Trump says Iran not living up to nuclear deal

Judith Bessette
Abril 21, 2017

At a White House news conference with visiting Italian Prime Minister Paolo Gentiloni on April 20, Trump repeated his criticism that "it was a awful bad as I've ever seen negotiated".

President Donald Trump gives a thumbs-up as he walks to board Marine One on the South Lawn of the White House in Washington, for the short trip to Andrews Air Force Base, Md., en route to Kenosha, Wis. Trump, the "America First" president who vowed to extricate the US from onerous overseas commitments, appears to be warming up to the view that when it comes to global agreements, a deal's a deal.

"It shouldn't have been signed".

Iran and major powers led by the USA made a deal in 2015 to curb Tehran's nuclear ambitions in exchange for easing economic sanctions.

The briefing came hours after Tillerson sent a letter to House Speaker Paul Ryan in which he wrote that the Trump administration had certified that Iran is in compliance with the deal it signed with world powers.

President Donald Trump has previously described the agreement between the United Nations and Iran as "the worst deal ever negotiated", and he is now reviewing whether or not to lift sanctions on Iran in light of the current nuclear deal.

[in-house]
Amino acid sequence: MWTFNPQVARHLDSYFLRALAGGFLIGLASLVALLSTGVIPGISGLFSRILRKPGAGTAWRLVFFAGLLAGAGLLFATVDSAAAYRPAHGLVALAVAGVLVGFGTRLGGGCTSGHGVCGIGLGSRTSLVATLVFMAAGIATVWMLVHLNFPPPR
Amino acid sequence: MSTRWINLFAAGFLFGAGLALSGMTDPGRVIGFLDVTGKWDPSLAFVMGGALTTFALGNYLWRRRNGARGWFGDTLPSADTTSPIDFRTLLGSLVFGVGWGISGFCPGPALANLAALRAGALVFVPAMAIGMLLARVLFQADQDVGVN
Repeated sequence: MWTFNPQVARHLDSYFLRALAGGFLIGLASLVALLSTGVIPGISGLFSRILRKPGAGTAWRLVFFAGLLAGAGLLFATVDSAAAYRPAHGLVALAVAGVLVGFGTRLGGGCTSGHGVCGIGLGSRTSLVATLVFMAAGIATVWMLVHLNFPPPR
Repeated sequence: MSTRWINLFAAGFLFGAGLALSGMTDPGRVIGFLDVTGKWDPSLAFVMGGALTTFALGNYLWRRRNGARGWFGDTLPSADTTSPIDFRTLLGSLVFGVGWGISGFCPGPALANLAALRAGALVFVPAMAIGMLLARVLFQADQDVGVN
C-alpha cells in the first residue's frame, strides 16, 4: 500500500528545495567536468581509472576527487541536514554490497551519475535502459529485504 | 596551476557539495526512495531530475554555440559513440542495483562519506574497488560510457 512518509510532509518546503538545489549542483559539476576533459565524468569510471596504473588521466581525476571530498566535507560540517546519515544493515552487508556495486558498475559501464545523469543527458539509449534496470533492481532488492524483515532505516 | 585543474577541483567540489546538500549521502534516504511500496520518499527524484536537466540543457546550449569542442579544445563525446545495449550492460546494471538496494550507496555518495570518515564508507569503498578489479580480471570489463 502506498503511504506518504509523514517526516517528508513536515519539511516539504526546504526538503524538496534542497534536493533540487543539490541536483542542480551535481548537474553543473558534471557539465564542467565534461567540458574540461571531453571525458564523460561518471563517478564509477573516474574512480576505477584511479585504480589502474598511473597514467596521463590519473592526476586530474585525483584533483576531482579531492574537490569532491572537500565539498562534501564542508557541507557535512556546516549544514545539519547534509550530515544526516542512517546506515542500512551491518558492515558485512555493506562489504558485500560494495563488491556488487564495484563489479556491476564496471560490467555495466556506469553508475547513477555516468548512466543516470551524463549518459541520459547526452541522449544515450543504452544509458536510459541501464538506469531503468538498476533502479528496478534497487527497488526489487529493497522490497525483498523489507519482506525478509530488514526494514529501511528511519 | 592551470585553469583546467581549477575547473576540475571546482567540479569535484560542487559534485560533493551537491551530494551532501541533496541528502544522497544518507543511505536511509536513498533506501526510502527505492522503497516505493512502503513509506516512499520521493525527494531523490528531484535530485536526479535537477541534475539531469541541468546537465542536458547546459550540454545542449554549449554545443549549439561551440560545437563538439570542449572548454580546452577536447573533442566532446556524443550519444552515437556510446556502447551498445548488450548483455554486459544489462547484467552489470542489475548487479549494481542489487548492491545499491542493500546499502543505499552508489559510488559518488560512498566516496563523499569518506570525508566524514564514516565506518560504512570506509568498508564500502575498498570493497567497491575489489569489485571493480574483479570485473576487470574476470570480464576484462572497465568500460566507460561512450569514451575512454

He went on to say that the deal also does not address Iran's violation of human rights or their destabilizing influence throughout the region, so he said Tillerson should tell allies that he will target that "bad behavior".

"We'll have something to say about it in the not-too-distant future", said Trump.

President Donald Trump ordered the review to evaluate whether suspension of sanctions related to the nuclear deal was "vital to the national security interests of the United States", Tillerson said.

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U.S. Secretary of Defense James Mattis and U.S. Secretary of State Rex Tillerson at the White House, April 2017.

Iran's ambassador to the UN, Gholamali Khoshroo, hit back by accusing the United States of waging a "misleading propaganda campaign" against his country.

The historic deal between Iran and six major powers restricts Tehran's nuclear programme in exchange for the lifting of global oil and financial sanctions against the Islamic Republic.

As a candidate in the 2016 presidential election, Trump was an outspoken critic of the deal but had offered conflicting opinions on whether he would try to scrap it, modify it or keep it in place with more strenuous enforcement.

This week the secretary of state informed Congress that Tehran is keeping its side of the bargain to restrict its nuclear programme in exchange for the lifting of sanctions, which he's required to confirm every 90 days.

However, world leaders from German Chancellor Angela Merkel to Russian President Vladimir Putin have highlighted the need to preserve the Iran nuclear deal.

Tehran, in its turn, stressed that the deal was an worldwide treaty and can not be changed, adding that Iran was fulfilling its obligations under the JCPOA.

Trump is approaching his 100th day in office, a benchmark often cited to measure a new administration's achievements.

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